By changing some of your eating habits and getting more exercise, you have the ability to bring your blood sugar level back toward normal. “I encourage those with prediabetes to visit the CDC’s National Diabetes Prevention Program website,” Dr. Manandhar says. “The NDPP works in partnership with health care organizations to help people prevent or delay type 2 diabetes. There are program partners across the U.S. that can help people find lifestyle change programs in their local area.”
Research shows that it’s never too late to realize health benefits by making lifestyle changes — even in middle age. One study showed a 58 percent overall reduction in risk of developing diabetes after lifestyle interventions for people of all ages. But in people ages 60+, the study showed an even greater risk reduction of 70 percent.
That study also showed that the onset of diabetes was delayed by four years when participants who made lifestyle changes still went on the develop type 2 diabetes.
The American Diabetes Association offers an interactive quiz that can help you determine if you are at risk of prediabetes. The questions ask about age, gender, family history, height, and activity level.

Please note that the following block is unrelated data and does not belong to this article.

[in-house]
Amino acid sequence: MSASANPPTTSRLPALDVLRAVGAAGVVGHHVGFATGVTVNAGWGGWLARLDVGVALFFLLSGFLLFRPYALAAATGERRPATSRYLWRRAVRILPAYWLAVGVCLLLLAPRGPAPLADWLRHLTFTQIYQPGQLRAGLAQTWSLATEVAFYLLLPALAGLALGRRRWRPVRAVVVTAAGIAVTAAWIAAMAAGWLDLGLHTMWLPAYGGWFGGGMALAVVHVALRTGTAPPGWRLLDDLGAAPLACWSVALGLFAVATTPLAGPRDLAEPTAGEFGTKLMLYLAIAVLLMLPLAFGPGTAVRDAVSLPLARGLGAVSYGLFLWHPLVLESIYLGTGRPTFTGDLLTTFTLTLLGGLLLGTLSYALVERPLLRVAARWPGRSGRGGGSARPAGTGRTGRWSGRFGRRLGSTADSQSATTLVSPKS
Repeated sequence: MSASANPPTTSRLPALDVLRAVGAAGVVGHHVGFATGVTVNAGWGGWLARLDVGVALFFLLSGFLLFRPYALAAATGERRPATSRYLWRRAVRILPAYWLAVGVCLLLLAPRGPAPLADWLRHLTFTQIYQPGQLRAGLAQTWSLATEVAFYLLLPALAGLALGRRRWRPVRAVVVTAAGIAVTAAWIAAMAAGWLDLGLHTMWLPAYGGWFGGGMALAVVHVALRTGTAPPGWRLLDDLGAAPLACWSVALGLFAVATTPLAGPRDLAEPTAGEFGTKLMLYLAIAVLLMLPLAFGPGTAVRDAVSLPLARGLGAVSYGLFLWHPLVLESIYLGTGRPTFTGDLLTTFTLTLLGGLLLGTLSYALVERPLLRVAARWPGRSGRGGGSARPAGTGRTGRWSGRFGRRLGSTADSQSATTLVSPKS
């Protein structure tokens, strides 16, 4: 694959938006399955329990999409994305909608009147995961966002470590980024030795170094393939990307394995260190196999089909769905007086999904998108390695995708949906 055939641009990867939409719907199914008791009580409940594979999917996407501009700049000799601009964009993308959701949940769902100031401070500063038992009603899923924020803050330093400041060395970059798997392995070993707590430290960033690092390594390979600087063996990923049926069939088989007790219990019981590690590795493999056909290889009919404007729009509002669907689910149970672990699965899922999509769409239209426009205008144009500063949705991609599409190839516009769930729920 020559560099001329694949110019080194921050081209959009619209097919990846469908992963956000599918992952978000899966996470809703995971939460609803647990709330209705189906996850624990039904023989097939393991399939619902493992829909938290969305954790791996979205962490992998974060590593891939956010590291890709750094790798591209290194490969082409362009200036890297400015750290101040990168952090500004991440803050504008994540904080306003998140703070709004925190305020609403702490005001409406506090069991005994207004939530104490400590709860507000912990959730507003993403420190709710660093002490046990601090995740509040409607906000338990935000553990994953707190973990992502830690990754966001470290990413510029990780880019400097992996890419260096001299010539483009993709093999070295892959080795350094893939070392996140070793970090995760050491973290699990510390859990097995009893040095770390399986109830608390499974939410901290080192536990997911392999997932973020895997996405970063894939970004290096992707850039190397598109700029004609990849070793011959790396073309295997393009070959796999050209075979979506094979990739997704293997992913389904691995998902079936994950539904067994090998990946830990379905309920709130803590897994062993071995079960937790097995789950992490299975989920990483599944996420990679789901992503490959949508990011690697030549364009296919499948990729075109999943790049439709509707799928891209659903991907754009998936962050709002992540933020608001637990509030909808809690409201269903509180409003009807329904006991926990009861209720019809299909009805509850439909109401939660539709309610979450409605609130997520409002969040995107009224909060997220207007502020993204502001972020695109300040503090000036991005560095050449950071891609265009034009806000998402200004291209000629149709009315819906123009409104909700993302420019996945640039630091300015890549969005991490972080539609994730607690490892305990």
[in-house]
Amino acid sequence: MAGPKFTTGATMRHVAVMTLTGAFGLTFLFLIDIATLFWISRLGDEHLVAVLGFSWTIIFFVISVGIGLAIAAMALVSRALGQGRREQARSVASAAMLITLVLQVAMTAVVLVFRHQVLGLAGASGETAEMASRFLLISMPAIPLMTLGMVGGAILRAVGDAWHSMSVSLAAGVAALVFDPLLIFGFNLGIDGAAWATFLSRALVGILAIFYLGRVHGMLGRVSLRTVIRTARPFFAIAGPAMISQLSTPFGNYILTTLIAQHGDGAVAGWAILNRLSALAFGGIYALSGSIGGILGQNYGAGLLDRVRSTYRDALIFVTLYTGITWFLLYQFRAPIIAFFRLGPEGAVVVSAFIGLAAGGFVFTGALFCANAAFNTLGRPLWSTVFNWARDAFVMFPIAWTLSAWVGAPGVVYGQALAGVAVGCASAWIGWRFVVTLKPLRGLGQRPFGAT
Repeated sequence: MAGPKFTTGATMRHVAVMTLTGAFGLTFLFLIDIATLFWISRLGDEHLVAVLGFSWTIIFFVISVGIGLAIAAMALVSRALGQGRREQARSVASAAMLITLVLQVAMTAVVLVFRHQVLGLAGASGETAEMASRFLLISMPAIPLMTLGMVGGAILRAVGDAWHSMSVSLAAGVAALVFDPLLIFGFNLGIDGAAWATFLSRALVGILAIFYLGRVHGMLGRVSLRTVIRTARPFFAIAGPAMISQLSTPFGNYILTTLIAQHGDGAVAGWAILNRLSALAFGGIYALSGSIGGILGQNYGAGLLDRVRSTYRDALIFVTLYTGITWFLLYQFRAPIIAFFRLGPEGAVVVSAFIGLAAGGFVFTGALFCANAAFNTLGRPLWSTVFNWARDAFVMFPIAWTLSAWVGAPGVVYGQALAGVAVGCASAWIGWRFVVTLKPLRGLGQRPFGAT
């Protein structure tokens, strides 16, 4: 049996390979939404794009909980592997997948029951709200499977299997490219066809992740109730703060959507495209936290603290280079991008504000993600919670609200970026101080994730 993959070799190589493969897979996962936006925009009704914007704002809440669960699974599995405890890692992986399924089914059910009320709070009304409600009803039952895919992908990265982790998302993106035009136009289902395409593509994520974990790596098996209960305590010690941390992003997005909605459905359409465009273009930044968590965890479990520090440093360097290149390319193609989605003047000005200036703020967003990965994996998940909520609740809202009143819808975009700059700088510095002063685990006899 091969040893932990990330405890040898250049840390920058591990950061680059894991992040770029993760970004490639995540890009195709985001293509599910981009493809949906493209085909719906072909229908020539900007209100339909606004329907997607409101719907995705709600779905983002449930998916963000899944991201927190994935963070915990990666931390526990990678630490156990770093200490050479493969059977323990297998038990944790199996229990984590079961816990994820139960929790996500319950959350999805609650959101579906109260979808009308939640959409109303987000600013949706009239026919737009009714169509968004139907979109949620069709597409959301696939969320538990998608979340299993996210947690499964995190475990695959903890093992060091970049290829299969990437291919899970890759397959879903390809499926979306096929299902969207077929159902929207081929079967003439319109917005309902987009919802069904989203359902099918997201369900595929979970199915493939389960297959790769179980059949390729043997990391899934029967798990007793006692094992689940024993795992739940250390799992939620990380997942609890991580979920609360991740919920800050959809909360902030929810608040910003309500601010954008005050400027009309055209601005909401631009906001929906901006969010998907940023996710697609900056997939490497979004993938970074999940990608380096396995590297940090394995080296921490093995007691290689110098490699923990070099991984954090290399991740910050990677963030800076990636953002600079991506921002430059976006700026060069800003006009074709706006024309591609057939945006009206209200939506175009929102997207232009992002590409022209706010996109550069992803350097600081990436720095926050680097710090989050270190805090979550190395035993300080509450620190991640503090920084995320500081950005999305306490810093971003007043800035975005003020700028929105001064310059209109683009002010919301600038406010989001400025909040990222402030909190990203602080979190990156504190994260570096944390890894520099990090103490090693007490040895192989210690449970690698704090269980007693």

Remember: Now is not the time to panic, as there is good news that comes with the diagnosis of prediabetes. You now have the opportunity to improve your overall health while also stopping the progression from prediabetes to type 2 diabetes.
To learn more about diabetes, treatment, and prevention, talk to your doctor or visit UPMC Centers for Diabetes Education and Support.
Editor's Note: This article was originally published on , and was last reviewed on .
The UPMC Department of Endocrinology stands as a national leader in research of diabetes and endocrine conditions. We partner with the University of Pittsburgh Division of Endocrinology and Metabolism for research and clinical trials. We treat diabetes, obesity, osteoporosis, hormonal disorders, and thyroid disorders at several locations across our communities. We also have specialized Diabetes Centers to help you manage your disease. Find an expert near you.